Op-Ed: Settlement freeze? OK … but what next?


WASHINGTON (JTA) — Despite more than six decades of historical evidence showing that settlements have nothing to do with peace between Israel and the Arabs, including the Gaza disengagement, President Obama has called on Israel to freeze settlements. Fair enough; Israel agreed to this step as part of the "road map" peace plan, and everyone outside (and some inside) Israel has been clamoring for such a policy.

That was the easy call. The tougher one is, what next?

Before deciding, the president should consider that the secret to the settlement movement’s success has been the Palestinians’ refusal to accept Israeli peace overtures and their failure to fulfill the commitments in their signed agreements. Before Israel offered the Palestinians autonomy in 1978-79, 6,000 Jews lived in the disputed territories. Had the Palestinians accepted even that admittedly limited proposal, the Palestinians undoubtedly would have had a state within a few years and no more Jews would have moved to the territories. Instead, by the time of the Oslo accords in 1993, 130,000 Jews were living there.

After Palestinian terrorism sabotaged the Oslo process, then-Israeli Prime Minister Ehud Barak offered in 2000 to dismantle more than 100 settlements, withdraw from 97 percent of the West Bank and establish a Palestinian state with eastern Jerusalem as its capital, but the Palestinians rejected the deal. At that time, the settler population was 200,000.

While the notion of America dictating policy may be irksome to many Israelis, today 275,000 Israelis are living in communities throughout Judea and Samaria. To create the Palestinian state Obama envisions will require him to make some very difficult decisions.

First, should Jewish communities be uprooted from the West Bank? If so, this endorses the Palestinian idea that Jews should not be allowed to live in the state of Palestine. Does President Obama want  to endorse the idea that Jews can live anywhere in the world except in the country America helped create?

Is this consistent with the belief that Palestinian Arabs should be allowed to live in Israel, or does the president favor a transfer of populations, Jews from the West Bank to Israel and Arabs from the Israeli triangle to Palestine?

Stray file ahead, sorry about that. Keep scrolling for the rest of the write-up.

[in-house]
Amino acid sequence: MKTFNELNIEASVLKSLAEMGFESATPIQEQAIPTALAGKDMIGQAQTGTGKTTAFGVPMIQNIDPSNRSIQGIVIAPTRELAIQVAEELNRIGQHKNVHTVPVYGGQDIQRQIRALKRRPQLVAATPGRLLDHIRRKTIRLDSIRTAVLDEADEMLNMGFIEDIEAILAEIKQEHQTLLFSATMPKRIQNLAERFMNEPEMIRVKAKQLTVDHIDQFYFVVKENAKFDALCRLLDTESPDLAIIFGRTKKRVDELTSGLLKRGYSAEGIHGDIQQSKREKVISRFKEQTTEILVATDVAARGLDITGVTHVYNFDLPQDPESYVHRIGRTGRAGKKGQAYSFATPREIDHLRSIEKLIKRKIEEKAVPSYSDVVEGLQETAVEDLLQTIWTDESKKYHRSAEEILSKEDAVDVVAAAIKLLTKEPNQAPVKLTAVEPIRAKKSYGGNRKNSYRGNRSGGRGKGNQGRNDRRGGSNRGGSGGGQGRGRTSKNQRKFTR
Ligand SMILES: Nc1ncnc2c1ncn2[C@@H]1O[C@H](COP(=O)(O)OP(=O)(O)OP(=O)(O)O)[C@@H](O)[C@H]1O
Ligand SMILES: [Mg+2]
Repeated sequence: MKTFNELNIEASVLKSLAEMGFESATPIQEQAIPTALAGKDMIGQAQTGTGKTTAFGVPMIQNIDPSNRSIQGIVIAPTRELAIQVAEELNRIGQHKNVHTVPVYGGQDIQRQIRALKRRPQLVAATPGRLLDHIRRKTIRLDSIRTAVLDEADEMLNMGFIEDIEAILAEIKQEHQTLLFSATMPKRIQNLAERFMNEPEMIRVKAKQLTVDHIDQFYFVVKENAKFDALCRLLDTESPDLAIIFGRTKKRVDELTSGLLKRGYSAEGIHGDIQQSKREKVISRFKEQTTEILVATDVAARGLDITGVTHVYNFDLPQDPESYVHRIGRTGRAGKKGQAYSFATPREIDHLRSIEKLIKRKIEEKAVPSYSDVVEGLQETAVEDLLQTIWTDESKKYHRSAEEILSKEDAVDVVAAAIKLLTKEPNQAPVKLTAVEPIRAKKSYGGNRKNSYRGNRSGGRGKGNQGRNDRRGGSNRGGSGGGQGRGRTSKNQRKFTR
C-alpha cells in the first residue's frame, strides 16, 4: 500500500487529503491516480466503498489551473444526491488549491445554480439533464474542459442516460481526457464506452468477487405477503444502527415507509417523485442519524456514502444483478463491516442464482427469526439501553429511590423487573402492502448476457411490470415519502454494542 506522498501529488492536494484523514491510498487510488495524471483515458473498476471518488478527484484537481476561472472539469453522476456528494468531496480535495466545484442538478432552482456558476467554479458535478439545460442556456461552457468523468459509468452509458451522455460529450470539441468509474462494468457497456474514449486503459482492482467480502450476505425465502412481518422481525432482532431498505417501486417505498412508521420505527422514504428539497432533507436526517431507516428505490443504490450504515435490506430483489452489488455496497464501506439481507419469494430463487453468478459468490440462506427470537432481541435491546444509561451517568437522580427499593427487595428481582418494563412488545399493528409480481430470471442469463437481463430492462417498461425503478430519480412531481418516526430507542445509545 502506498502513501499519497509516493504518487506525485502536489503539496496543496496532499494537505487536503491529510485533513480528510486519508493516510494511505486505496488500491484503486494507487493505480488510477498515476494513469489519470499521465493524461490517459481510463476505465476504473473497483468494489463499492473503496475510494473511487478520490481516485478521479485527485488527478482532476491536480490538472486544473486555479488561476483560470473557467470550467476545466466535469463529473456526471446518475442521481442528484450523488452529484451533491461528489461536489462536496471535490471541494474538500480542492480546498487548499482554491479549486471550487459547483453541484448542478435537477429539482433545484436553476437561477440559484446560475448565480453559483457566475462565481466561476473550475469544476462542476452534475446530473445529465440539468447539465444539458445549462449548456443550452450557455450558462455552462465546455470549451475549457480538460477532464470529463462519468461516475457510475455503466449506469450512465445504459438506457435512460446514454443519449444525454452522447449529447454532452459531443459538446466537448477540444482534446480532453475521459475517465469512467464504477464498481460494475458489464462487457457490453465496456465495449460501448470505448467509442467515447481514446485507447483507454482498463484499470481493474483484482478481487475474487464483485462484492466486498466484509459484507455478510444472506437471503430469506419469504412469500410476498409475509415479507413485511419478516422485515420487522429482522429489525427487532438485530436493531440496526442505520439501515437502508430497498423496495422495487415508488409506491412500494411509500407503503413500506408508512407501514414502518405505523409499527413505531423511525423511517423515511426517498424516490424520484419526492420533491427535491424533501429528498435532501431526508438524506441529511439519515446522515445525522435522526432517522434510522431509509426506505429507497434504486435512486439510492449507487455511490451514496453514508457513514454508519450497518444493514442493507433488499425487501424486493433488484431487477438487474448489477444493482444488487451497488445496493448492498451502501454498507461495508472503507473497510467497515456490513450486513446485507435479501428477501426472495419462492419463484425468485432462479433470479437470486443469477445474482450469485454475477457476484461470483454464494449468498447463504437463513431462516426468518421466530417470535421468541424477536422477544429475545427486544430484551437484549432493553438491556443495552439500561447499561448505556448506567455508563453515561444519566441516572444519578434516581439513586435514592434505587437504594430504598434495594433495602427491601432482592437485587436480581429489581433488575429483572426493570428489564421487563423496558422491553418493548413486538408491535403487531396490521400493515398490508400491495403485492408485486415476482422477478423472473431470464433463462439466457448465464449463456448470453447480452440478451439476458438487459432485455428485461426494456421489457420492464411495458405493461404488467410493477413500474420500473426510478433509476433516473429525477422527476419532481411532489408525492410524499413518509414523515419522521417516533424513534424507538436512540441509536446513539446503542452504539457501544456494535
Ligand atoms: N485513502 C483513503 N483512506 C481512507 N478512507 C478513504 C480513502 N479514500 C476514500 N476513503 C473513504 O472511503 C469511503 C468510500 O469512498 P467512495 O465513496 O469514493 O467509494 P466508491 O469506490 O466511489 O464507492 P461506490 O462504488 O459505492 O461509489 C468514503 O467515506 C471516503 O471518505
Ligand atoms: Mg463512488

Second, must Israel dismantle cities such as Ma’ale Adumim with a population comparable to Annapolis, Md.? Most Israelis believe the settlement blocs with roughly 70 percent of the settlers should be incorporated into Israel. Is President Obama prepared to support this? If so, that is an endorsement of President George W. Bush’s 2004 letter to Ariel Sharon acknowledging that future borders must take into account demographic changes since 1967.

Finally, what if the Israelis say no? They have just fought three wars in the last nine years during which more than 1,000 people were killed. They continue to face terrorist threats and rocket bombardments. Does the Obama administration expect them to accept the possibility of a Palestinian state in the West Bank with the capability of launching rockets into Tel Aviv and Jerusalem, or targeting commercial jets at Ben Gurion Airport?

How much pressure is the president prepared to apply? Cutting off military aid and other forms of military and political cooperation? Asking the United Nations to impose sanctions against Israel? Israel’s enemies have called for such steps, but would the United States do so to a friend and ally, the only democracy in the Middle East?

Finally, does President Obama believe that the Jewish people, who survived the Holocaust, built a haven in their homeland, and have overcome the odds and the wars and the terrorism of the last six decades, can be bent to his will?

This entire approach is predicated on the notion that pressuring Israel will change the attitude of the Arabs and that they will abandon six decades of hostility, and that the radical Islamists of Hamas, Islamic Jihad and Hezbollah will suddenly accept a Jewish state in the Muslim heartland.

What will the president demand of the Palestinians and Arab states, and what pressure will he exert on them? If they do not make reciprocal gestures — and history is not encouraging on this point —  the president’s initiative is bound for the same scrapheap with every other president’s peace plan.

Mitchell Bard is the author of "Will Israel Survive?" (Palgrave) and "48 Hours of Kristallnacht: Night of Destruction/ Dawn of the Holocaust" (Lyons Press).

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